The Staten Island program, which began Oct. 17 and is run by the Department of Sanitation (DSNY), was created to counteract widespread dumping in the borough and to help residents comply with New York state’s landfill ban on electronics. And, so far, it appears to be doing its job.
“We have seen a significant reduction in e-waste dumping on Staten Island,” Belinda Mager, a spokeswoman at DSNY, told E-Scrap News. “DSNY is hoping to expand the pilot into other locations in the city.”
Staten Island has an estimated 166,000 occupied housing units and a total population of more than 470,000 people. It is, by far, New York City’s least-populous borough and has a far greater percentage of single-family houses than other parts of the city.
In October, Staten Island residents requested a total of 1,329 pick-ups, while 1,089 were requested in November, according to data supplied by DSNY.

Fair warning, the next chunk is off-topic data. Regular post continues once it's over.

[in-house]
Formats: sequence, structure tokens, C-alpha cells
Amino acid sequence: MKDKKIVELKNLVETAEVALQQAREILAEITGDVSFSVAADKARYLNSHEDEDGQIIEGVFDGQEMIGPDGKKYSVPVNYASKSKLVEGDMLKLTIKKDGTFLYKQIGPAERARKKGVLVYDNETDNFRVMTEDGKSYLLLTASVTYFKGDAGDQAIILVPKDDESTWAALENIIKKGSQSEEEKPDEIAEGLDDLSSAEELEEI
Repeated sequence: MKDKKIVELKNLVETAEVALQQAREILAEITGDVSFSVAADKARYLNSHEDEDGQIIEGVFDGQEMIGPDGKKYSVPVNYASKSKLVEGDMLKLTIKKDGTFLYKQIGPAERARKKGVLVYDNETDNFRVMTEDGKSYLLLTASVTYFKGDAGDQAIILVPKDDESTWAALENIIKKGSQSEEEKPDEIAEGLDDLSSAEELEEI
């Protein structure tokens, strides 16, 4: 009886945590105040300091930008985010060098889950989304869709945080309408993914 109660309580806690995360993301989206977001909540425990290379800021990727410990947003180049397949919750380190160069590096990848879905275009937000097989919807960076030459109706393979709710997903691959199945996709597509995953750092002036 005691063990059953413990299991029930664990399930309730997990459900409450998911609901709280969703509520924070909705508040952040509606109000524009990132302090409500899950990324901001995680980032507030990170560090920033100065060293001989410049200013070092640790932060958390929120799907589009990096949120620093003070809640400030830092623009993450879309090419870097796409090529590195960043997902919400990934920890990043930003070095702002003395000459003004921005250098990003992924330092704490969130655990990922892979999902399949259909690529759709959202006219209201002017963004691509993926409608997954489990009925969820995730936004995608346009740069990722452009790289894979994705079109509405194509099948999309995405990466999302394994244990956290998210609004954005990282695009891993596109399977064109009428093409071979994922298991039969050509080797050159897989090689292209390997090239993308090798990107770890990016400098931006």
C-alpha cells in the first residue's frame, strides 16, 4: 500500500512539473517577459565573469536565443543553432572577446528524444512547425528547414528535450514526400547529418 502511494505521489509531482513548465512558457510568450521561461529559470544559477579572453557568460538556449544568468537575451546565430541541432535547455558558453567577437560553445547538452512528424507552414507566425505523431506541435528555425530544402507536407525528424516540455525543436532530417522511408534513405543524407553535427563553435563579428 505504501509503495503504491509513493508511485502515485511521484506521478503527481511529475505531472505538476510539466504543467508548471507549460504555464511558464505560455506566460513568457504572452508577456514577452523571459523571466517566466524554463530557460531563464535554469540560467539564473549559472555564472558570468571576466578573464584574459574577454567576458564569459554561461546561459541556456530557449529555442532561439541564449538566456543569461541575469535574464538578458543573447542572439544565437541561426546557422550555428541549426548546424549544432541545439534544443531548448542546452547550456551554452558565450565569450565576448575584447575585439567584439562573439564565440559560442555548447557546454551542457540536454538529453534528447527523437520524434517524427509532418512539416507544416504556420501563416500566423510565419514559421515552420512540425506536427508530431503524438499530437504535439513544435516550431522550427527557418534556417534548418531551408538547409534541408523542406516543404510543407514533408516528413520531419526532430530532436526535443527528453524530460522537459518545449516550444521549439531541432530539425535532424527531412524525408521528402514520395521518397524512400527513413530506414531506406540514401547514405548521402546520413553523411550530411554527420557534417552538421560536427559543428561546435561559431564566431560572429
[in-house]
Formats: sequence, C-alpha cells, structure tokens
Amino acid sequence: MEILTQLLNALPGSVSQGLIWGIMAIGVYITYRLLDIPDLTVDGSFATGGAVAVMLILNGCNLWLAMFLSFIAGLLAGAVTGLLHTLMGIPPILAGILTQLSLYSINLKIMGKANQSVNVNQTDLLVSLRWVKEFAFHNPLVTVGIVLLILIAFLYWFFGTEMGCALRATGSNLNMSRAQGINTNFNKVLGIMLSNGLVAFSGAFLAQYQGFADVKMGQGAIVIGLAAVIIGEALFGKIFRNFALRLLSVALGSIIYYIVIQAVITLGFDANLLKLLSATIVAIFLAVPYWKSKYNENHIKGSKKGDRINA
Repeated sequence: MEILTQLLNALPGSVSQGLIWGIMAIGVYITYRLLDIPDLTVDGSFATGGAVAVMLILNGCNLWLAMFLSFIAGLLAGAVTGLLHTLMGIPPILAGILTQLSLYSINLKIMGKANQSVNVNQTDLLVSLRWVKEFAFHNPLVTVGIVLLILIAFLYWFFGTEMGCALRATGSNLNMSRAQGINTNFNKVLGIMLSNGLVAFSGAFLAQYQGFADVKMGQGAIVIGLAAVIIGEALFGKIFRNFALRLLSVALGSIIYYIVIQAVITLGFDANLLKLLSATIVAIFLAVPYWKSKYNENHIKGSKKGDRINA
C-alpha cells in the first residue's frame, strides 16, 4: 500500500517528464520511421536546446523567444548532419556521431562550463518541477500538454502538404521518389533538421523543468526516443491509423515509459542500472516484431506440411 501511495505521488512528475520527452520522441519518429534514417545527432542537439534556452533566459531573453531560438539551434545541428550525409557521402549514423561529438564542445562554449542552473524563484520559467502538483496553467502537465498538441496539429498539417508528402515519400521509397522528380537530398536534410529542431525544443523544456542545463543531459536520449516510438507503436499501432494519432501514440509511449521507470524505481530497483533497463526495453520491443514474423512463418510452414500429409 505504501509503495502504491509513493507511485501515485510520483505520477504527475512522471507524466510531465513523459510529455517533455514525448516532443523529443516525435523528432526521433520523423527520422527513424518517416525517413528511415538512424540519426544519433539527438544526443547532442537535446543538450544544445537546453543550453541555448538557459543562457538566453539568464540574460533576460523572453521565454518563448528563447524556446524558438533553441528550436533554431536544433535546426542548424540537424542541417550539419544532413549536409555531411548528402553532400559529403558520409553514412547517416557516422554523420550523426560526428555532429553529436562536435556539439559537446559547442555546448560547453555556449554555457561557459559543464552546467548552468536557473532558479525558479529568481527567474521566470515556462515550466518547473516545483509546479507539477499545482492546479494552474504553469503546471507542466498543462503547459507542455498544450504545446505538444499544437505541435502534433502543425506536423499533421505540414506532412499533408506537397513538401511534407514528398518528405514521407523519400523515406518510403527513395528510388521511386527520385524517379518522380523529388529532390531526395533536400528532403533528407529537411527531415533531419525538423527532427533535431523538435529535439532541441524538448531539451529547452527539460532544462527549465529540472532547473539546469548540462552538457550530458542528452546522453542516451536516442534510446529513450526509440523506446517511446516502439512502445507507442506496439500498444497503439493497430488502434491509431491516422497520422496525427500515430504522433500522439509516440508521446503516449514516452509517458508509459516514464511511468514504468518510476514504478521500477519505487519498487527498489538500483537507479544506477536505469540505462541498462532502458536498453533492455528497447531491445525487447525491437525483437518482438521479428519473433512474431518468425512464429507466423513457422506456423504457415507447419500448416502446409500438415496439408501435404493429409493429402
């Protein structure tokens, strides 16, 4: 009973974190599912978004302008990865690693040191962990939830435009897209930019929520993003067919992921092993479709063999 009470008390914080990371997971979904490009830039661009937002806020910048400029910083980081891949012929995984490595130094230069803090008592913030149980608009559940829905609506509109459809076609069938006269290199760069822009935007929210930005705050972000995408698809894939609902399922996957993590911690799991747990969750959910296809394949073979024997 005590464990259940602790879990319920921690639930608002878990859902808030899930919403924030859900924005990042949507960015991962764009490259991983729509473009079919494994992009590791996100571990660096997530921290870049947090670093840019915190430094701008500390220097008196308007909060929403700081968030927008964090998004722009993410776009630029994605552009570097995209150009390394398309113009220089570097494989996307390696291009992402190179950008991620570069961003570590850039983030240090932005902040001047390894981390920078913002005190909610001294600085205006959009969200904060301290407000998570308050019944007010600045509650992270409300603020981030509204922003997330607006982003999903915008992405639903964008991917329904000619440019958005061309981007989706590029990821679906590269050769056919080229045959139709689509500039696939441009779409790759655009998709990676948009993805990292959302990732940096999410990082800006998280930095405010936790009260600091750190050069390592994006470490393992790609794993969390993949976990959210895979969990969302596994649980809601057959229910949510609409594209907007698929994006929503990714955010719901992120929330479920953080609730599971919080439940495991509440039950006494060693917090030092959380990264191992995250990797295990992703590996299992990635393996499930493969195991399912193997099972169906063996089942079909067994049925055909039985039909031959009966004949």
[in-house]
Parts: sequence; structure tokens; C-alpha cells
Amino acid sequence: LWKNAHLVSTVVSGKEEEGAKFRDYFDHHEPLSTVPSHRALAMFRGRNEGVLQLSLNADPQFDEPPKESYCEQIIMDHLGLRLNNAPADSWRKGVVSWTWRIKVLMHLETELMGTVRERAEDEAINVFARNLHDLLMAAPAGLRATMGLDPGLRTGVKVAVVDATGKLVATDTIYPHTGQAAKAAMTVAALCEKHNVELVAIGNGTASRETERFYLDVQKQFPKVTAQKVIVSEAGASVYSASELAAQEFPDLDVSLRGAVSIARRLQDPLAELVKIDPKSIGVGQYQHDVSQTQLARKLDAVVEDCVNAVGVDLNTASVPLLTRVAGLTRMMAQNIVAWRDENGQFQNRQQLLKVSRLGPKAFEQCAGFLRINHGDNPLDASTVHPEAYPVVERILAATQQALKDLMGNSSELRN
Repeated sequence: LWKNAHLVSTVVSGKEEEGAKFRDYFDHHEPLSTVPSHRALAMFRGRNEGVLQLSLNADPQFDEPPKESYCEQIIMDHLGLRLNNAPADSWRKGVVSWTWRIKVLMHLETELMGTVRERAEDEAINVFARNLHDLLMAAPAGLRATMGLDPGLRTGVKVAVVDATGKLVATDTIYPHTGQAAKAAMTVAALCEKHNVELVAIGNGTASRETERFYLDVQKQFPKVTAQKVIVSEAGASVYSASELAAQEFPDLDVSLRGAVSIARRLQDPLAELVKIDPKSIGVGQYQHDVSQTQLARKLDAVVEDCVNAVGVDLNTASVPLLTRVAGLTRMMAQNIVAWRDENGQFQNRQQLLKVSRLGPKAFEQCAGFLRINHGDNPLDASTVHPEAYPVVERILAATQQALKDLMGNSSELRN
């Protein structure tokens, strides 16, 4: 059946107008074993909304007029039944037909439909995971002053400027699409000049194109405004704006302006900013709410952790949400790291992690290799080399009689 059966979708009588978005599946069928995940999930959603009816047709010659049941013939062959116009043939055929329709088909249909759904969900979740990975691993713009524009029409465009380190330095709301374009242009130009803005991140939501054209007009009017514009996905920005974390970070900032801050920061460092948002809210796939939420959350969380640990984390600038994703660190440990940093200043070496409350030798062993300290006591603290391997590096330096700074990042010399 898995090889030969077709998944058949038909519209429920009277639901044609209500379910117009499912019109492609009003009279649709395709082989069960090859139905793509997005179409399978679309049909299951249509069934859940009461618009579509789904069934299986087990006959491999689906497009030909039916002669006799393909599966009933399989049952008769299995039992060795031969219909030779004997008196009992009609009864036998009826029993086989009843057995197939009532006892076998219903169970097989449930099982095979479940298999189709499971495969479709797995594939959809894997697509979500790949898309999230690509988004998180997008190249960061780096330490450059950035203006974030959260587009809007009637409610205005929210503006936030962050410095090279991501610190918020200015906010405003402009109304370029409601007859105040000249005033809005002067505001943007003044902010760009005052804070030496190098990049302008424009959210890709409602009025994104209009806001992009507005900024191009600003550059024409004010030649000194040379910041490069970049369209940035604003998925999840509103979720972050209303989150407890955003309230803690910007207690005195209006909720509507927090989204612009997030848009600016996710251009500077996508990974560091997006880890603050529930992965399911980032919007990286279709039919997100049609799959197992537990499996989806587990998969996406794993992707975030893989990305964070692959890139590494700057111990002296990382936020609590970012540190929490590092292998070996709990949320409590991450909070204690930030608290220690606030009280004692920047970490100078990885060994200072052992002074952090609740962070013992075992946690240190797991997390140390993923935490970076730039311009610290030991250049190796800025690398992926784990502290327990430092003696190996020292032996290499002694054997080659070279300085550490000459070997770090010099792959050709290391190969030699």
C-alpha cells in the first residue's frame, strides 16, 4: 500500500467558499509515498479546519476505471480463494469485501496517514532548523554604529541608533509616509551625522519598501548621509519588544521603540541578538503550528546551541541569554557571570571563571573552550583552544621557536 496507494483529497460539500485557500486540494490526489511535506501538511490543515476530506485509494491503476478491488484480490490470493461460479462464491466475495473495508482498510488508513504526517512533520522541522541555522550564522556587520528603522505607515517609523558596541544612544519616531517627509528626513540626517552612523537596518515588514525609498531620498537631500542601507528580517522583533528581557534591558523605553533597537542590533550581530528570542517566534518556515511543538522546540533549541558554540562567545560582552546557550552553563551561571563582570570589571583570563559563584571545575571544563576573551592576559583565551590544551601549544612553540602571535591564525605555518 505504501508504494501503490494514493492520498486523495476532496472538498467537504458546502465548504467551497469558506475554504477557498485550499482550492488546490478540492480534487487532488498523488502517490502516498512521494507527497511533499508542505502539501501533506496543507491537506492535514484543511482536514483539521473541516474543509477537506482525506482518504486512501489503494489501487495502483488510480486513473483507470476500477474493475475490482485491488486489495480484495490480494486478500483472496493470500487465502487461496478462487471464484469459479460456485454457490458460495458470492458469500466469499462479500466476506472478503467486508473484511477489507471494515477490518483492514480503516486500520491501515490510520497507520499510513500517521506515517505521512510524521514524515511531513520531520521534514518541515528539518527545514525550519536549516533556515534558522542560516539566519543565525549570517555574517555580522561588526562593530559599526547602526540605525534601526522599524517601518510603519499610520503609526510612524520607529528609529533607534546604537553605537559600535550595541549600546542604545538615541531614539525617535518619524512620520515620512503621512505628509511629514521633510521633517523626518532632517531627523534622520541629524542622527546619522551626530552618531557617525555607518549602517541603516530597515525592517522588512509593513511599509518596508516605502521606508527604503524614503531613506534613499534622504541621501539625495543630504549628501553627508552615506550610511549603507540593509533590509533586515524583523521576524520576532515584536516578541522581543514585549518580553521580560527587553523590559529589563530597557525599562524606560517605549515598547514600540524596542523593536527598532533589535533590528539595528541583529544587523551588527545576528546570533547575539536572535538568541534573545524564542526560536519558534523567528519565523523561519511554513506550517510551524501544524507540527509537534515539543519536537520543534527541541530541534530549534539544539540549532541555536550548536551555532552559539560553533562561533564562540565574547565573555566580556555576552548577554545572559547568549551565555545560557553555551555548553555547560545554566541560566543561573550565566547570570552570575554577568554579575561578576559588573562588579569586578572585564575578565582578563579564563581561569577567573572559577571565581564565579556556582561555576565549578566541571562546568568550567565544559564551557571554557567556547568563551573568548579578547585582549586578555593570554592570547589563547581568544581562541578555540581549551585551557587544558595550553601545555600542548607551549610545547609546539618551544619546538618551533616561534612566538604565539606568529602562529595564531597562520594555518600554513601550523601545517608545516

DSNY data shows about 32,000 pounds of e-scrap were picked up by city crews from Oct. 17 to Oct. 31. Much of the weight derived from TVs — about 56 percent of collections were CRT TVs, while another 20 percent consisted of non-CRT TVs.
Detailed data on November pick-ups has not yet been finalized.
The method of providing free curbside pick-up is a relatively novel approach for a major urban center, although Boston also has a similar program in place.
While Staten Island’s curbside program has yet to extend to Manhattan, Brooklyn, Queens or the Bronx, the e-cycleNYC program, which is also run by DSNY, allows large apartment buildings to opt in to e-scrap collection and recycling services.
Staten Island’s program, which is estimated to cost New York City about $1.3 million in its first year, covers a wide range of electronics, including laptops, desktop computers, computer peripherals and printers.
According to Mager, the program allows crews to complete 60 individual pick-ups per day on Staten Island. Pick-ups can be scheduled over the phone or online up to two weeks in advance and residents can leave e-scrap on the curb the night before a scheduled collection.
“The program has been very well received,” she said.